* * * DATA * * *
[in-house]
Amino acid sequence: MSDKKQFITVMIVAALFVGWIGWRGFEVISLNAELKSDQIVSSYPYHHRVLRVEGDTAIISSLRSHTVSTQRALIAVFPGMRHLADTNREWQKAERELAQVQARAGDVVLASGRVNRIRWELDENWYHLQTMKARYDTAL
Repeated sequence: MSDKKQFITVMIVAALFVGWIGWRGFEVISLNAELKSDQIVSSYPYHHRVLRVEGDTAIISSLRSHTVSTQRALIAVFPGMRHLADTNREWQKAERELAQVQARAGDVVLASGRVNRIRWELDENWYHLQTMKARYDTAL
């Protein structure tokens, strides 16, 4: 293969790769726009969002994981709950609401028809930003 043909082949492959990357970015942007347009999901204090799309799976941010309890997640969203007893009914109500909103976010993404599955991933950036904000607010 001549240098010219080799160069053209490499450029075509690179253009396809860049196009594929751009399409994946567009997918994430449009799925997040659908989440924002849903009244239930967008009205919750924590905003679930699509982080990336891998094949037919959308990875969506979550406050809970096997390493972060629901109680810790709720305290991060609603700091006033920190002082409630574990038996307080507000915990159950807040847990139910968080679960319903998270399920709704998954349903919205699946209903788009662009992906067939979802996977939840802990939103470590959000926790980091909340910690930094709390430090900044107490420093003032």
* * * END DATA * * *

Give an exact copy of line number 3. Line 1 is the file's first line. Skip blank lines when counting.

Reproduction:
Repeated sequence: MSDKKQFITVMIVAALFVGWIGWRGFEVISLNAELKSDQIVSSYPYHHRVLRVEGDTAIISSLRSHTVSTQRALIAVFPGMRHLADTNREWQKAERELAQVQARAGDVVLASGRVNRIRWELDENWYHLQTMKARYDTAL